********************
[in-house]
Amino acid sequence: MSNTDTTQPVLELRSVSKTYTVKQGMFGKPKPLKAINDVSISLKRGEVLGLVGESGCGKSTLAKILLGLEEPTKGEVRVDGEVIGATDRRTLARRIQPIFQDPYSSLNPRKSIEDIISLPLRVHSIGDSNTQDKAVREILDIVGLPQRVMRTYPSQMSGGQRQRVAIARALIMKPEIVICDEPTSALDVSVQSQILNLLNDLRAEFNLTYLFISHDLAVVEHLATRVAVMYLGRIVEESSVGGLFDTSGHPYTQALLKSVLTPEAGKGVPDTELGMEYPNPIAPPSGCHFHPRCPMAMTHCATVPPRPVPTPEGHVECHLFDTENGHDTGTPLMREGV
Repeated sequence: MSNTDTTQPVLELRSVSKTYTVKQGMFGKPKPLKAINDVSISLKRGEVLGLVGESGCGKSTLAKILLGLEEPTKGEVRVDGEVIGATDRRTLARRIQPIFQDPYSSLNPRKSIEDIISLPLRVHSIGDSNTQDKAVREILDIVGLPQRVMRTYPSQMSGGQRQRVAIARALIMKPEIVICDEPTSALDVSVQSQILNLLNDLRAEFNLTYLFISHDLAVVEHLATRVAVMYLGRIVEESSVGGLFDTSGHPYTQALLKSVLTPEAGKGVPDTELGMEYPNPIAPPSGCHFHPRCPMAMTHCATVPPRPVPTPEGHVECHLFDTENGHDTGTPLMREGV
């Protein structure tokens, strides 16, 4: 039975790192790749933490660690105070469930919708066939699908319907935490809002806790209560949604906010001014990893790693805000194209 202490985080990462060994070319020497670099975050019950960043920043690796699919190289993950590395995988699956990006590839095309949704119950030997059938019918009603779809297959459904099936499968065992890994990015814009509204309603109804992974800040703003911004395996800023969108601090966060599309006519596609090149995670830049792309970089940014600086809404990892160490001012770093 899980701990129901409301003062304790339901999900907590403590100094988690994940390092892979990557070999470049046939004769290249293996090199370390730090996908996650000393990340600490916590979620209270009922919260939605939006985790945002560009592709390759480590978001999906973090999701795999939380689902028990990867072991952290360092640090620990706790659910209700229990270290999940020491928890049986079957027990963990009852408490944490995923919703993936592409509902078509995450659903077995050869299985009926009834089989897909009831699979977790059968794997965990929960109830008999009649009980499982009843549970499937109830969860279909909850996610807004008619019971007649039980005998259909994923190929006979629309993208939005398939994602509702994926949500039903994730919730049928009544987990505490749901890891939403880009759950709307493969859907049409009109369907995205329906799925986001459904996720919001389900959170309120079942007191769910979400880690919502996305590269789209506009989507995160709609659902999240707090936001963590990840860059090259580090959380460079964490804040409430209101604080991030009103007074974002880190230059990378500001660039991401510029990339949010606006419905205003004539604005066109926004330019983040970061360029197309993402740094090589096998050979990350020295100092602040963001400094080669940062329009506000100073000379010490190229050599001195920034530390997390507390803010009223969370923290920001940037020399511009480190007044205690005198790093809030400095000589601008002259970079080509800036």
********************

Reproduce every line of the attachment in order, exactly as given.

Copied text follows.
[in-house]
Amino acid sequence: MSNTDTTQPVLELRSVSKTYTVKQGMFGKPKPLKAINDVSISLKRGEVLGLVGESGCGKSTLAKILLGLEEPTKGEVRVDGEVIGATDRRTLARRIQPIFQDPYSSLNPRKSIEDIISLPLRVHSIGDSNTQDKAVREILDIVGLPQRVMRTYPSQMSGGQRQRVAIARALIMKPEIVICDEPTSALDVSVQSQILNLLNDLRAEFNLTYLFISHDLAVVEHLATRVAVMYLGRIVEESSVGGLFDTSGHPYTQALLKSVLTPEAGKGVPDTELGMEYPNPIAPPSGCHFHPRCPMAMTHCATVPPRPVPTPEGHVECHLFDTENGHDTGTPLMREGV
Repeated sequence: MSNTDTTQPVLELRSVSKTYTVKQGMFGKPKPLKAINDVSISLKRGEVLGLVGESGCGKSTLAKILLGLEEPTKGEVRVDGEVIGATDRRTLARRIQPIFQDPYSSLNPRKSIEDIISLPLRVHSIGDSNTQDKAVREILDIVGLPQRVMRTYPSQMSGGQRQRVAIARALIMKPEIVICDEPTSALDVSVQSQILNLLNDLRAEFNLTYLFISHDLAVVEHLATRVAVMYLGRIVEESSVGGLFDTSGHPYTQALLKSVLTPEAGKGVPDTELGMEYPNPIAPPSGCHFHPRCPMAMTHCATVPPRPVPTPEGHVECHLFDTENGHDTGTPLMREGV
């Protein structure tokens, strides 16, 4: 039975790192790749933490660690105070469930919708066939699908319907935490809002806790209560949604906010001014990893790693805000194209 202490985080990462060994070319020497670099975050019950960043920043690796699919190289993950590395995988699956990006590839095309949704119950030997059938019918009603779809297959459904099936499968065992890994990015814009509204309603109804992974800040703003911004395996800023969108601090966060599309006519596609090149995670830049792309970089940014600086809404990892160490001012770093 899980701990129901409301003062304790339901999900907590403590100094988690994940390092892979990557070999470049046939004769290249293996090199370390730090996908996650000393990340600490916590979620209270009922919260939605939006985790945002560009592709390759480590978001999906973090999701795999939380689902028990990867072991952290360092640090620990706790659910209700229990270290999940020491928890049986079957027990963990009852408490944490995923919703993936592409509902078509995450659903077995050869299985009926009834089989897909009831699979977790059968794997965990929960109830008999009649009980499982009843549970499937109830969860279909909850996610807004008619019971007649039980005998259909994923190929006979629309993208939005398939994602509702994926949500039903994730919730049928009544987990505490749901890891939403880009759950709307493969859907049409009109369907995205329906799925986001459904996720919001389900959170309120079942007191769910979400880690919502996305590269789209506009989507995160709609659902999240707090936001963590990840860059090259580090959380460079964490804040409430209101604080991030009103007074974002880190230059990378500001660039991401510029990339949010606006419905205003004539604005066109926004330019983040970061360029197309993402740094090589096998050979990350020295100092602040963001400094080669940062329009506000100073000379010490190229050599001195920034530390997390507390803010009223969370923290920001940037020399511009480190007044205690005198790093809030400095000589601008002259970079080509800036």